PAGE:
Ripple effect of Luas pay rise to be felt widely
Luas passengers have been watching the outcome of the red-eye talks to end the bitter 18-month row at the tram company with interest, but so have a lot of unions.
The pay rises won in this high-profile dispute will be seen as a licence to look for them in workplaces elsewhere.
The knock-on will probably be felt first in the transport sector, at the CIE companies, where other workers have already pointed to "anomalies" between their own pay and the tram drivers'.
When details of the tram drivers' pay came to light early in this dispute, the National Bus and Railworkers' Union was quick off the mark to point out that bus drivers' wages were not looking so healthy in comparison.
It immediately sent a letter to Bus Éireann revising a pay claim already lodged seeking pay parity with Luas drivers. The Luas workforce, it said, was often described as the "poster boy of privatisation".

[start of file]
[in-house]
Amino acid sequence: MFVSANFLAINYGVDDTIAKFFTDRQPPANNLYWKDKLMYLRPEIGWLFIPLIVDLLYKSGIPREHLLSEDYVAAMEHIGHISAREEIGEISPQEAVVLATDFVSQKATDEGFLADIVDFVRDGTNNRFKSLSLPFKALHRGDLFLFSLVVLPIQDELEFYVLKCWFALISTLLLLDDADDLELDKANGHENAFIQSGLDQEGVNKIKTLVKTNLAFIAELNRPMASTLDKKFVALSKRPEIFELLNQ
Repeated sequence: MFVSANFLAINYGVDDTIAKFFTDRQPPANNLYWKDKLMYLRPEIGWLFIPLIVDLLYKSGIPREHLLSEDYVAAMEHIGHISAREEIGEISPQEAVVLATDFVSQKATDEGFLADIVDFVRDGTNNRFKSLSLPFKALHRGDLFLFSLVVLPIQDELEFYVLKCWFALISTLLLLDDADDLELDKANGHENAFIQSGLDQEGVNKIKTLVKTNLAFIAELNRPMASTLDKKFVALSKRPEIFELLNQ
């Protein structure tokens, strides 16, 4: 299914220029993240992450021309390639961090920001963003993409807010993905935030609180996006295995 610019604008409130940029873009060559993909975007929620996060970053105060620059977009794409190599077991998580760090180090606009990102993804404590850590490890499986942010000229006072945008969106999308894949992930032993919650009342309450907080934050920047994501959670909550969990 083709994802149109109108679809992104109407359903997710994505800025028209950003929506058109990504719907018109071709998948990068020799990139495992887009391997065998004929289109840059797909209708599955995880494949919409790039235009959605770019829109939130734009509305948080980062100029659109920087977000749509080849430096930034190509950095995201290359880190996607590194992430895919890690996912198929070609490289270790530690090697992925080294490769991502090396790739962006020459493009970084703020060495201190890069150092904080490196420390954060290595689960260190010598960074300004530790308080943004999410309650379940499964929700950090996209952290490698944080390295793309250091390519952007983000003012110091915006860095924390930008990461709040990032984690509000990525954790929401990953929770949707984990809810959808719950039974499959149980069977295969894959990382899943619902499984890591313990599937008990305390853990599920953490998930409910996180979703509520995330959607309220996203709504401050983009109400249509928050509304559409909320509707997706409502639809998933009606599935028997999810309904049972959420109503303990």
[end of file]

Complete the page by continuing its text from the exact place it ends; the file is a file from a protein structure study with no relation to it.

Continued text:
Bus Éireann staff, it said, were demonised for having the temerity to stand up for themselves in the face of wage cuts and did not get the Towards 2016 pay award. At the Luas, there were no wage cuts and Towards 2016 was paid.
Now that those drivers are getting a pay rise - of 6pc a year for three years - it is going to have a direct effect on that claim and others lodged at Irish Rail and Dublin Bus. The ripple effect will then be felt in other industries.
It is understood some officials at Siptu have already objected to the fact that they have been pursuing a policy of seeking moderate claims of around 3pc a year in other sectors when the union was prepared to sign off on a claim of up to 53.8pc over three years at the Luas.
When the well has run dry for a long time, the floodgates are bound to burst open.
Private sector pay rises such as that won by Luas drivers will also have an impact on public servants' demands. The Lansdowne Road deal, which refunded up to €2,000 each to State employees, does not end until 2018, but that will not stop them looking for more.